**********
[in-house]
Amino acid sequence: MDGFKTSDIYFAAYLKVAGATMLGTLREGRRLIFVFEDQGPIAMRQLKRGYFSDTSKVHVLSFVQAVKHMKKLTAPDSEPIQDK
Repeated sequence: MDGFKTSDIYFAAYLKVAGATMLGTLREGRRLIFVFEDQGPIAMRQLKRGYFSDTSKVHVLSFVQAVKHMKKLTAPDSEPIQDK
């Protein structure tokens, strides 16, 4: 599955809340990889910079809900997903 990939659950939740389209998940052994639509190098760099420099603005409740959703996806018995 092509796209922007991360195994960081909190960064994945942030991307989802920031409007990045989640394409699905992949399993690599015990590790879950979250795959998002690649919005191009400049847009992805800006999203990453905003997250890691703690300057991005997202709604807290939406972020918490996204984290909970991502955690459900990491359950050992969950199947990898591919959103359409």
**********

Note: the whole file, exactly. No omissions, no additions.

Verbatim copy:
[in-house]
Amino acid sequence: MDGFKTSDIYFAAYLKVAGATMLGTLREGRRLIFVFEDQGPIAMRQLKRGYFSDTSKVHVLSFVQAVKHMKKLTAPDSEPIQDK
Repeated sequence: MDGFKTSDIYFAAYLKVAGATMLGTLREGRRLIFVFEDQGPIAMRQLKRGYFSDTSKVHVLSFVQAVKHMKKLTAPDSEPIQDK
């Protein structure tokens, strides 16, 4: 599955809340990889910079809900997903 990939659950939740389209998940052994639509190098760099420099603005409740959703996806018995 092509796209922007991360195994960081909190960064994945942030991307989802920031409007990045989640394409699905992949399993690599015990590790879950979250795959998002690649919005191009400049847009992805800006999203990453905003997250890691703690300057991005997202709604807290939406972020918490996204984290909970991502955690459900990491359950050992969950199947990898591919959103359409």